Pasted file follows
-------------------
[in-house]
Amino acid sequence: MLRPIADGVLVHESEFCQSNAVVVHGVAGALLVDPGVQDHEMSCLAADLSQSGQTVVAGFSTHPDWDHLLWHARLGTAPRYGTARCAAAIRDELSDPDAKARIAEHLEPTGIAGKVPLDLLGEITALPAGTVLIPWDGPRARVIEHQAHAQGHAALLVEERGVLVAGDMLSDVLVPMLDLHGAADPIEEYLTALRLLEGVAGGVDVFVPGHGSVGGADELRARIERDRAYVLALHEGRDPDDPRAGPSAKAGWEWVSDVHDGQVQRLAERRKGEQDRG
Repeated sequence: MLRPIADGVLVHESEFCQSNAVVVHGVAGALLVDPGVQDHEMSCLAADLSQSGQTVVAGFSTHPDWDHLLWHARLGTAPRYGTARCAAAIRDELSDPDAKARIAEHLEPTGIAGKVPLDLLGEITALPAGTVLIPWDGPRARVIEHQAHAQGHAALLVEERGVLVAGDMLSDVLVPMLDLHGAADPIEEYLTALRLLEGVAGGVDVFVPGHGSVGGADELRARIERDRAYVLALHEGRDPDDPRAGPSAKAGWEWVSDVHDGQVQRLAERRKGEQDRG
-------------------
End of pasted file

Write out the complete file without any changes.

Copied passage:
[in-house]
Amino acid sequence: MLRPIADGVLVHESEFCQSNAVVVHGVAGALLVDPGVQDHEMSCLAADLSQSGQTVVAGFSTHPDWDHLLWHARLGTAPRYGTARCAAAIRDELSDPDAKARIAEHLEPTGIAGKVPLDLLGEITALPAGTVLIPWDGPRARVIEHQAHAQGHAALLVEERGVLVAGDMLSDVLVPMLDLHGAADPIEEYLTALRLLEGVAGGVDVFVPGHGSVGGADELRARIERDRAYVLALHEGRDPDDPRAGPSAKAGWEWVSDVHDGQVQRLAERRKGEQDRG
Repeated sequence: MLRPIADGVLVHESEFCQSNAVVVHGVAGALLVDPGVQDHEMSCLAADLSQSGQTVVAGFSTHPDWDHLLWHARLGTAPRYGTARCAAAIRDELSDPDAKARIAEHLEPTGIAGKVPLDLLGEITALPAGTVLIPWDGPRARVIEHQAHAQGHAALLVEERGVLVAGDMLSDVLVPMLDLHGAADPIEEYLTALRLLEGVAGGVDVFVPGHGSVGGADELRARIERDRAYVLALHEGRDPDDPRAGPSAKAGWEWVSDVHDGQVQRLAERRKGEQDRG